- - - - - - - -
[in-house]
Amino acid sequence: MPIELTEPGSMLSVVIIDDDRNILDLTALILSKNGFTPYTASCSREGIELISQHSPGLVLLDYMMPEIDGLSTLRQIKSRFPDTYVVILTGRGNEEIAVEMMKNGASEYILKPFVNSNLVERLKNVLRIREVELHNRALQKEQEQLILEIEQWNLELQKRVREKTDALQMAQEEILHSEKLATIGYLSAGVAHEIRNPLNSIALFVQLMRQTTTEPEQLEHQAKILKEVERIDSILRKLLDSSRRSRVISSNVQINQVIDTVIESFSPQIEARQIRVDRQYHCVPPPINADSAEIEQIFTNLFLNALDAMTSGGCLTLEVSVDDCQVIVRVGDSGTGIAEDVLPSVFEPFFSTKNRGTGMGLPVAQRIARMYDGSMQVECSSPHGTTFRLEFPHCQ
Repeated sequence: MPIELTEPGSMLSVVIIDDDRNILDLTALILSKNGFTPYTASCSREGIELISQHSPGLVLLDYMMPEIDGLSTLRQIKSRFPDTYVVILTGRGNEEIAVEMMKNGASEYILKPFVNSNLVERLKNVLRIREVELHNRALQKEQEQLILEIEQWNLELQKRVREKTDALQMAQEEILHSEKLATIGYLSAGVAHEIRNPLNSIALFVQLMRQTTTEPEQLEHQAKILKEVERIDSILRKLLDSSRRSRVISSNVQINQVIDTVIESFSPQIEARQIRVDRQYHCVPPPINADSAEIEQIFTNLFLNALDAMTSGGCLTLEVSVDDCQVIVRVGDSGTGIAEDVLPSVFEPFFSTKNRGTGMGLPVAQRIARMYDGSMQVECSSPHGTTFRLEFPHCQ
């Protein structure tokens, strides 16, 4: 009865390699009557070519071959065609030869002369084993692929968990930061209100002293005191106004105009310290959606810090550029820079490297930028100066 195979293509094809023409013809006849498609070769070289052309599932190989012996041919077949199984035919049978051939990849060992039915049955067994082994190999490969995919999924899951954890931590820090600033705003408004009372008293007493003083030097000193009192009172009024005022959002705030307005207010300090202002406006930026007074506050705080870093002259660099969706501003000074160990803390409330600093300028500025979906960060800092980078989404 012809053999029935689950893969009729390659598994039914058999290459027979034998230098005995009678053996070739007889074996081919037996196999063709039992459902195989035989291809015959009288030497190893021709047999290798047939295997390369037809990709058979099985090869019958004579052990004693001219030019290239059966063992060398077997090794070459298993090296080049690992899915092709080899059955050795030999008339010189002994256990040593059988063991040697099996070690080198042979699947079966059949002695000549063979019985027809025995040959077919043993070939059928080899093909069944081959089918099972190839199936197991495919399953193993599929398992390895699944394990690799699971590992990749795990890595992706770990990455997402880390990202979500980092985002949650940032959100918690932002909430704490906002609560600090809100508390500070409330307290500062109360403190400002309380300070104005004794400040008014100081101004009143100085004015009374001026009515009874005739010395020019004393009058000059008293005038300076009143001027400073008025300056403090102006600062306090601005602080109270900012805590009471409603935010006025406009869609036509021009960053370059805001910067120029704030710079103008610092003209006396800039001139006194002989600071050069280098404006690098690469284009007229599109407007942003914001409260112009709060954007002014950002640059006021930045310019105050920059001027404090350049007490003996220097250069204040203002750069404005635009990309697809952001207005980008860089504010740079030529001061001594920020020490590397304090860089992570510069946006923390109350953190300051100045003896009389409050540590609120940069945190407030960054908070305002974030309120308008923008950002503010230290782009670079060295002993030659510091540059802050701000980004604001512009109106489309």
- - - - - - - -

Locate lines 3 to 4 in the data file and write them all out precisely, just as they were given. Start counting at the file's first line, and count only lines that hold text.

Repeated sequence: MPIELTEPGSMLSVVIIDDDRNILDLTALILSKNGFTPYTASCSREGIELISQHSPGLVLLDYMMPEIDGLSTLRQIKSRFPDTYVVILTGRGNEEIAVEMMKNGASEYILKPFVNSNLVERLKNVLRIREVELHNRALQKEQEQLILEIEQWNLELQKRVREKTDALQMAQEEILHSEKLATIGYLSAGVAHEIRNPLNSIALFVQLMRQTTTEPEQLEHQAKILKEVERIDSILRKLLDSSRRSRVISSNVQINQVIDTVIESFSPQIEARQIRVDRQYHCVPPPINADSAEIEQIFTNLFLNALDAMTSGGCLTLEVSVDDCQVIVRVGDSGTGIAEDVLPSVFEPFFSTKNRGTGMGLPVAQRIARMYDGSMQVECSSPHGTTFRLEFPHCQ
């Protein structure tokens, strides 16, 4: 009865390699009557070519071959065609030869002369084993692929968990930061209100002293005191106004105009310290959606810090550029820079490297930028100066 195979293509094809023409013809006849498609070769070289052309599932190989012996041919077949199984035919049978051939990849060992039915049955067994082994190999490969995919999924899951954890931590820090600033705003408004009372008293007493003083030097000193009192009172009024005022959002705030307005207010300090202002406006930026007074506050705080870093002259660099969706501003000074160990803390409330600093300028500025979906960060800092980078989404 012809053999029935689950893969009729390659598994039914058999290459027979034998230098005995009678053996070739007889074996081919037996196999063709039992459902195989035989291809015959009288030497190893021709047999290798047939295997390369037809990709058979099985090869019958004579052990004693001219030019290239059966063992060398077997090794070459298993090296080049690992899915092709080899059955050795030999008339010189002994256990040593059988063991040697099996070690080198042979699947079966059949002695000549063979019985027809025995040959077919043993070939059928080899093909069944081959089918099972190839199936197991495919399953193993599929398992390895699944394990690799699971590992990749795990890595992706770990990455997402880390990202979500980092985002949650940032959100918690932002909430704490906002609560600090809100508390500070409330307290500062109360403190400002309380300070104005004794400040008014100081101004009143100085004015009374001026009515009874005739010395020019004393009058000059008293005038300076009143001027400073008025300056403090102006600062306090601005602080109270900012805590009471409603935010006025406009869609036509021009960053370059805001910067120029704030710079103008610092003209006396800039001139006194002989600071050069280098404006690098690469284009007229599109407007942003914001409260112009709060954007002014950002640059006021930045310019105050920059001027404090350049007490003996220097250069204040203002750069404005635009990309697809952001207005980008860089504010740079030529001061001594920020020490590397304090860089992570510069946006923390109350953190300051100045003896009389409050540590609120940069945190407030960054908070305002974030309120308008923008950002503010230290782009670079060295002993030659510091540059802050701000980004604001512009109106489309």